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I recently got a helmet camera for my motorbike and was able to make videos, however it stores it in Motion JPEG, which is very space inefficent. 30 minutes of 640x480 takes up 2GB. I can convert that to mpg, with this command:

ffmpeg -i myvideo.avi myvideo.mpg

Which is a good space saving. However is this the best video format? Should I use something new like AAC? If so, how? (ie what's the ffmpeg/mencoder/gstreamer/transcode command)

Requirements:

  • Convertable on linux using only open source tools
  • Must play on linux
  • Don't care about making it play on other devices (like ipods)
  • Should keep reasonably the same quality
  • Don't care about the audio, I'm tempted to remove it
  • I'm willing to use 'patent encumbered' formats like mp3, etc.
  • I'm not too interested in shaving miliseconds off treanscoding time or extreme file savings.
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migrated from stackoverflow.com Aug 28 '09 at 13:18

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5 Answers 5

Ogg/Theora

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Ogg is great because it's open source and you can embed it in a web page with HTML 5 :) –  Philippe Mongeau Aug 28 '09 at 14:29
    
No ogg on Macs thou.... If I remember correctly Apple made sure there was not Video support in HTML5 since they wanted h264... and not ogg :( Even thou I use h264 right now, ogg gives a better feeling since it is completely free. –  Johan Aug 29 '09 at 7:08
    
That's not quite right - Apple's implementation of the video tag in HTML5 only uses h264, not ogg which violated the spec at the time. The spec was altered to drop any codec recommendation to avoid producing a spec which would never be implemented. –  Rich Bradshaw Aug 29 '09 at 10:05
    
@Rich Bradshaw: A codec hadn't been decided - Apple's reason for not using .ogg have more to do with submarine patents than anything else. –  Chealion Aug 29 '09 at 17:03

Use the most standard, the most available, the most accepted, the most likely to be supported, MPEG4-class codec around.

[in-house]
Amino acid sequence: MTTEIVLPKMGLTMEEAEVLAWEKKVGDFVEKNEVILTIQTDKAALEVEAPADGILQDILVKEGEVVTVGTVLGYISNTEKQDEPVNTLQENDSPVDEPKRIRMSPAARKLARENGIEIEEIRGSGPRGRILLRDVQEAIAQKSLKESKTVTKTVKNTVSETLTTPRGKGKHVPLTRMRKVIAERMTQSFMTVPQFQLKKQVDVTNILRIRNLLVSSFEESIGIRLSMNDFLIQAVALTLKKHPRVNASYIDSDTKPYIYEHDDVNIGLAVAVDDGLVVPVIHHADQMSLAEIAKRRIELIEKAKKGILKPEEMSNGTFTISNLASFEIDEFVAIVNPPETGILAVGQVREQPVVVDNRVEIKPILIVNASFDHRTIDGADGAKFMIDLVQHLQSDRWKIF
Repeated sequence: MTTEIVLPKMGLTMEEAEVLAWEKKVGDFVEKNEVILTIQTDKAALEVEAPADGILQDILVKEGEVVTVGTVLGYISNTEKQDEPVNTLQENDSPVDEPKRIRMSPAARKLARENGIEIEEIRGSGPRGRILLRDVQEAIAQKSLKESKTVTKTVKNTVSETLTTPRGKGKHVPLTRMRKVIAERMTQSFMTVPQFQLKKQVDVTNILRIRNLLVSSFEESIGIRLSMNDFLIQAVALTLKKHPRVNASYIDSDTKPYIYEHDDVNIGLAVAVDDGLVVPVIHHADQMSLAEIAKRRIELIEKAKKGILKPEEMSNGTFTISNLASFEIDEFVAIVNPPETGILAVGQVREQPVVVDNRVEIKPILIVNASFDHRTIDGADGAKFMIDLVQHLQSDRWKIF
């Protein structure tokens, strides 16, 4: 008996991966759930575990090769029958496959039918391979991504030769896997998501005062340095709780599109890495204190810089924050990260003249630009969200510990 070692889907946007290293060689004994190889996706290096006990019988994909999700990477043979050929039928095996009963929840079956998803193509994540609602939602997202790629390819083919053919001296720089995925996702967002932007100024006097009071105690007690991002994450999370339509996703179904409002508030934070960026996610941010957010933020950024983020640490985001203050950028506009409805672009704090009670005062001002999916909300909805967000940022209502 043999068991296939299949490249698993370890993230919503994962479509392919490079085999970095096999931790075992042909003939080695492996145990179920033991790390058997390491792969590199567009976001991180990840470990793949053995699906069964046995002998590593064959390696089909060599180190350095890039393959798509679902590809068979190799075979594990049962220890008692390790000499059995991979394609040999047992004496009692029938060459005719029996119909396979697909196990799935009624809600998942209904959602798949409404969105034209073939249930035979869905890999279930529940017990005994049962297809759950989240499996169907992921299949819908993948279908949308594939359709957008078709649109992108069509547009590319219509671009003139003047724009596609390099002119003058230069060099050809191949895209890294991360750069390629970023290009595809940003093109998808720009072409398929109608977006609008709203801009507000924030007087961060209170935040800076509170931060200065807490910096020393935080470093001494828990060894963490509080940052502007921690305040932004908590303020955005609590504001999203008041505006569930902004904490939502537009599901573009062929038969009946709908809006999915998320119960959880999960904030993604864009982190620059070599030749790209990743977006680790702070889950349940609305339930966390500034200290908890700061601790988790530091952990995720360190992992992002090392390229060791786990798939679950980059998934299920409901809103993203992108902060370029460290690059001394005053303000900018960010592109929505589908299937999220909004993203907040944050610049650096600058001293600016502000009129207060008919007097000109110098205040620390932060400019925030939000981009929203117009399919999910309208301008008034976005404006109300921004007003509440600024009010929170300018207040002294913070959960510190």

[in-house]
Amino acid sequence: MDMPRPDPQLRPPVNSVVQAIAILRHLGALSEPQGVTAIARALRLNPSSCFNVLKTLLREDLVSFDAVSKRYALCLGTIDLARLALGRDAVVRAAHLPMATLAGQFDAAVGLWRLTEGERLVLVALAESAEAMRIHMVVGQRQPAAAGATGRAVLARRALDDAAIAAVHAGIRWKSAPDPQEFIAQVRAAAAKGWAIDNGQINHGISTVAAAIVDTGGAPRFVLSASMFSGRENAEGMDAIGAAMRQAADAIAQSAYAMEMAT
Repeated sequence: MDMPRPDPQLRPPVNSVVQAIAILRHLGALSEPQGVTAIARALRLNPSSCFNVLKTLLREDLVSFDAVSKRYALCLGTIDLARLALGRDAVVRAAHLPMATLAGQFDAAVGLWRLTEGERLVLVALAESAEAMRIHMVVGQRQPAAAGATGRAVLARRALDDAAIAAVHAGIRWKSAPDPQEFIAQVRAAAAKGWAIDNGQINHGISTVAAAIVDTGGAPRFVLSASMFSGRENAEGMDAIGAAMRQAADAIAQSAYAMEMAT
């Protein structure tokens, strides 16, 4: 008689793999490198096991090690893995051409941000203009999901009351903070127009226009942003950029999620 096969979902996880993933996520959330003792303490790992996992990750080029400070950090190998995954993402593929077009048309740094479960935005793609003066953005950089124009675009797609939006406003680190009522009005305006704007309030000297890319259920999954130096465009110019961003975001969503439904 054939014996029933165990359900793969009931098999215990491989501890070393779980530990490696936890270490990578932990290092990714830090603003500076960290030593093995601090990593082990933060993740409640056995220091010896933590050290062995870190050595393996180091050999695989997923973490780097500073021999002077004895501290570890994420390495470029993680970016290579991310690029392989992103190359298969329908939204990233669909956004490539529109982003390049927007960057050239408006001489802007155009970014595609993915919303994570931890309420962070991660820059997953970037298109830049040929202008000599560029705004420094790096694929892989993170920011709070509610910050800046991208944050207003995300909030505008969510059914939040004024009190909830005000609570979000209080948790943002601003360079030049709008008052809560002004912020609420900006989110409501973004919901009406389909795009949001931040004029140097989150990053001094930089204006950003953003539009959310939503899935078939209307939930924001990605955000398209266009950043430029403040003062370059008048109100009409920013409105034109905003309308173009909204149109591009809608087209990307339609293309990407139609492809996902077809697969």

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um? Which is? Sorry I don't know much about video codecs... –  Rory Aug 28 '09 at 13:41
1  
i know on Windows (DivX, XVid), but not on Linux. So whatever codec you do end up choosing, make sure it is one that is widely supported (i.e. not Ogg) –  Ian Boyd Aug 28 '09 at 15:29

How about Matroska and H264?

There are some potential problems with Apple and h264, but for now it seems to be ok.

As frontend when I rip and encode DVD:s I use Handbreak, however I don't know if you can use Handbreak for your need.


Update: And to play those mkv/h264 in Ubuntu I use the vlc player.


Update: You can use Handbreak to convert your video with something like this:

HandBrakeCLI -i my_vid.avi -E faac -B 128 -f mp4 -e x264 -o my_new_video.mp4
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The newest 'standard' is h264. It is used everywhere from cell phones to Blueray to iPods. Plus, ffmpeg can encode/decode it nicely. I have used ffmpeg to squish full DVDs to a 120MB file to put on my iPod. Its a lower resolution, but it still looks great.

This site gives a quick guide to using ffmpeg to encode to h264. link text

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regarding the h264 suggestions, I agree h264 is a very nice codec. But if I'm not mistaken XviD (open source) yields better results for this resolution at the same file size as H264. Not to mention encoding in xvid is much faster than h264.

Even with ffmpeg you could encode it to using xvid, but using HandBrake would be simpler I guess. As container I would still suggest using mkv, much better thought out.

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+1 for recommending Handbrake. The ffmpeg and mencoder command lines were never meant as actual interfaces, but rather things to build interfaces on top of. –  Ryan Thompson Sep 7 '09 at 4:34
    
@Ryan thanks, I agreee, but sometimes your in a situation where you either want to batch encode a bunch of video's or a weird situation.. and then, ffmpeg/mencoder offers you the power :) but yeah, keep it simple use HandBrake. –  Davy Landman Sep 7 '09 at 19:00
    
h.264 will almost always deliver better quality at a given bit rate than xvid. The x264 encoder is just as open-source as xvid, and using the faster presets it has similar encoding speeds. The only reason to use xvid is for use with older hardware devices and really ancient PCs. –  evilsoup Jan 26 '13 at 19:31
    
@evilsoup The state of codecs in 2009 was different, at that time, benchmarks for that resolution rated xvid higher then x264. I've become slightly out of date on this, so it might be the case that x264 has been improved enough too excel at low resolutions. –  Davy Landman Jan 26 '13 at 21:02
    
@Davy I'm aware of that. Sorry if I came across as aggressive in my comment, I was just pointing out the current state of things. –  evilsoup Jan 26 '13 at 21:10

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